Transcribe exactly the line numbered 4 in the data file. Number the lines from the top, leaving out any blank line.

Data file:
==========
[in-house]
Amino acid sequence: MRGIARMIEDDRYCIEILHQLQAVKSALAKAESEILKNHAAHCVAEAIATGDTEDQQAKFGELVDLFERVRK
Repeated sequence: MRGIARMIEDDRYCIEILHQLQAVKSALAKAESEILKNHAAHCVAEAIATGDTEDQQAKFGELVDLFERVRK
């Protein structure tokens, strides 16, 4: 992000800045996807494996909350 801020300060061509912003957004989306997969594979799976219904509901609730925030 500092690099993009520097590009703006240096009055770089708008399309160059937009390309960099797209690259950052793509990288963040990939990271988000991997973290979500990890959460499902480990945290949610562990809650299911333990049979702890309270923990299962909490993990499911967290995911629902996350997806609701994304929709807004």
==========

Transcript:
């Protein structure tokens, strides 16, 4: 992000800045996807494996909350 801020300060061509912003957004989306997969594979799976219904509901609730925030 500092690099993009520097590009703006240096009055770089708008399309160059937009390309960099797209690259950052793509990288963040990939990271988000991997973290979500990890959460499902480990945290949610562990809650299911333990049979702890309270923990299962909490993990499911967290995911629902996350997806609701994304929709807004």